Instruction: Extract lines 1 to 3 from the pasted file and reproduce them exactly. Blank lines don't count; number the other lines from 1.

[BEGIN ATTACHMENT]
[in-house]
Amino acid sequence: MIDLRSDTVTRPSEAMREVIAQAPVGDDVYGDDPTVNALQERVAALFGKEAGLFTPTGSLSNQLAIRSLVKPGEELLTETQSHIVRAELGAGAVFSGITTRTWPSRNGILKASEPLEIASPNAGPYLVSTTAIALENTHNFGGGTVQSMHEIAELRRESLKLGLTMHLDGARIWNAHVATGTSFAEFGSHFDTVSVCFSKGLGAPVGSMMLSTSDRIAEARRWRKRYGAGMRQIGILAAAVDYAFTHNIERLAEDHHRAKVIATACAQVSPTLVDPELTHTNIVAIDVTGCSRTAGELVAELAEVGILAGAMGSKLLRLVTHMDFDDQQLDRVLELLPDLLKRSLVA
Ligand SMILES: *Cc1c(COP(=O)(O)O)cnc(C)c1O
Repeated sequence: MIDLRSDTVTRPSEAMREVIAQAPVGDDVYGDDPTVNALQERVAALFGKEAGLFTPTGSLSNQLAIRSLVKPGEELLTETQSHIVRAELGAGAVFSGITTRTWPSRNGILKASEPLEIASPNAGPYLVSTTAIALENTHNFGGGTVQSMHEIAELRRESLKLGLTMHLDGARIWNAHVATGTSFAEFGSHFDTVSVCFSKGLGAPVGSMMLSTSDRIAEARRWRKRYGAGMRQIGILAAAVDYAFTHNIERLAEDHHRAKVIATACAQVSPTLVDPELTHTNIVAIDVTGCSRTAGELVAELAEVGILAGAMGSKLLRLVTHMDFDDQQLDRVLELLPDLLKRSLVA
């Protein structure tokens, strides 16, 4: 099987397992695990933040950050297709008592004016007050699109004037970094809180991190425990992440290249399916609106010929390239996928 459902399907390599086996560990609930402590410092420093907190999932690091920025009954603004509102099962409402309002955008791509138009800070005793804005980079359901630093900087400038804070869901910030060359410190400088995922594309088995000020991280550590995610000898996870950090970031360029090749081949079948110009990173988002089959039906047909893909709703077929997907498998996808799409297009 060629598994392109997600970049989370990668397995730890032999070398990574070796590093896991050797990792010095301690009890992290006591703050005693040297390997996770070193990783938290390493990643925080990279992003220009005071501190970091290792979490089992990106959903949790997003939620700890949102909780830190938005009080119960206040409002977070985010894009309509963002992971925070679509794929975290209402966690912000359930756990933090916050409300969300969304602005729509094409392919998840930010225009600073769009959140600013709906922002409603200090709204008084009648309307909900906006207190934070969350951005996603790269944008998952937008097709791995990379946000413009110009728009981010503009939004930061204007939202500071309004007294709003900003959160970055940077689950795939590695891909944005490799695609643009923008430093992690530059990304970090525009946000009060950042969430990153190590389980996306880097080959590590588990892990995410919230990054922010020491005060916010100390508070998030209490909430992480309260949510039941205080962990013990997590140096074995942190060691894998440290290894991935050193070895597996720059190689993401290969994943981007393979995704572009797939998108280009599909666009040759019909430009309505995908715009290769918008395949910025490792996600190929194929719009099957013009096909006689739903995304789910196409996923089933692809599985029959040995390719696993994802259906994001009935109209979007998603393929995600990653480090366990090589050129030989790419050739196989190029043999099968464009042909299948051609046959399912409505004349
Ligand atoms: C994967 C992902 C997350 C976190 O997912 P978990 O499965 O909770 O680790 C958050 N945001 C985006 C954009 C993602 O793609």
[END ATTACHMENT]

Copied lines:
[in-house]
Amino acid sequence: MIDLRSDTVTRPSEAMREVIAQAPVGDDVYGDDPTVNALQERVAALFGKEAGLFTPTGSLSNQLAIRSLVKPGEELLTETQSHIVRAELGAGAVFSGITTRTWPSRNGILKASEPLEIASPNAGPYLVSTTAIALENTHNFGGGTVQSMHEIAELRRESLKLGLTMHLDGARIWNAHVATGTSFAEFGSHFDTVSVCFSKGLGAPVGSMMLSTSDRIAEARRWRKRYGAGMRQIGILAAAVDYAFTHNIERLAEDHHRAKVIATACAQVSPTLVDPELTHTNIVAIDVTGCSRTAGELVAELAEVGILAGAMGSKLLRLVTHMDFDDQQLDRVLELLPDLLKRSLVA
Ligand SMILES: *Cc1c(COP(=O)(O)O)cnc(C)c1O